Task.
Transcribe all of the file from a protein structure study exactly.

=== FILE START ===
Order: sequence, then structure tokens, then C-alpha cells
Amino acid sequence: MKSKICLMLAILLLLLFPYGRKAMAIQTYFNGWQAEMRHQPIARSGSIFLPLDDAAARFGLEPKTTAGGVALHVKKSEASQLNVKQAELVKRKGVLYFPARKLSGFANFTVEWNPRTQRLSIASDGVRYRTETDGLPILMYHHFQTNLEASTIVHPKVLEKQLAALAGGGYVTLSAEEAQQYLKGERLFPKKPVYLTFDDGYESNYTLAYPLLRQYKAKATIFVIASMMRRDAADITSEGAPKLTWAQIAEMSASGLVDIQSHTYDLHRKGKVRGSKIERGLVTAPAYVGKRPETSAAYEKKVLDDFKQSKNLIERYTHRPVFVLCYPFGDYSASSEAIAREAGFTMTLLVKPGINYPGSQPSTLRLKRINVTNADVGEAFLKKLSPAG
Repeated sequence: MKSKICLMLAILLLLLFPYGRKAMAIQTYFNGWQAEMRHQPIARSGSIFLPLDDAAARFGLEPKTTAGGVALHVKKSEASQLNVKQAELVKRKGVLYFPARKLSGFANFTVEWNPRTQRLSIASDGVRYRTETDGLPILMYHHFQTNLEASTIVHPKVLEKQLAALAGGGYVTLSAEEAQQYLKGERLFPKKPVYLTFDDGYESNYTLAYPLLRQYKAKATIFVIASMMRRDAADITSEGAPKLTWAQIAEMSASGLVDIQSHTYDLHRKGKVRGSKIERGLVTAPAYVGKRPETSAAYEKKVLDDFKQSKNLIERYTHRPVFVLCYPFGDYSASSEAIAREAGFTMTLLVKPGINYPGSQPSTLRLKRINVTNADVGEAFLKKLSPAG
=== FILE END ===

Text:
Order: sequence, then structure tokens, then C-alpha cells
Amino acid sequence: MKSKICLMLAILLLLLFPYGRKAMAIQTYFNGWQAEMRHQPIARSGSIFLPLDDAAARFGLEPKTTAGGVALHVKKSEASQLNVKQAELVKRKGVLYFPARKLSGFANFTVEWNPRTQRLSIASDGVRYRTETDGLPILMYHHFQTNLEASTIVHPKVLEKQLAALAGGGYVTLSAEEAQQYLKGERLFPKKPVYLTFDDGYESNYTLAYPLLRQYKAKATIFVIASMMRRDAADITSEGAPKLTWAQIAEMSASGLVDIQSHTYDLHRKGKVRGSKIERGLVTAPAYVGKRPETSAAYEKKVLDDFKQSKNLIERYTHRPVFVLCYPFGDYSASSEAIAREAGFTMTLLVKPGINYPGSQPSTLRLKRINVTNADVGEAFLKKLSPAG
Repeated sequence: MKSKICLMLAILLLLLFPYGRKAMAIQTYFNGWQAEMRHQPIARSGSIFLPLDDAAARFGLEPKTTAGGVALHVKKSEASQLNVKQAELVKRKGVLYFPARKLSGFANFTVEWNPRTQRLSIASDGVRYRTETDGLPILMYHHFQTNLEASTIVHPKVLEKQLAALAGGGYVTLSAEEAQQYLKGERLFPKKPVYLTFDDGYESNYTLAYPLLRQYKAKATIFVIASMMRRDAADITSEGAPKLTWAQIAEMSASGLVDIQSHTYDLHRKGKVRGSKIERGLVTAPAYVGKRPETSAAYEKKVLDDFKQSKNLIERYTHRPVFVLCYPFGDYSASSEAIAREAGFTMTLLVKPGINYPGSQPSTLRLKRINVTNADVGEAFLKKLSPAG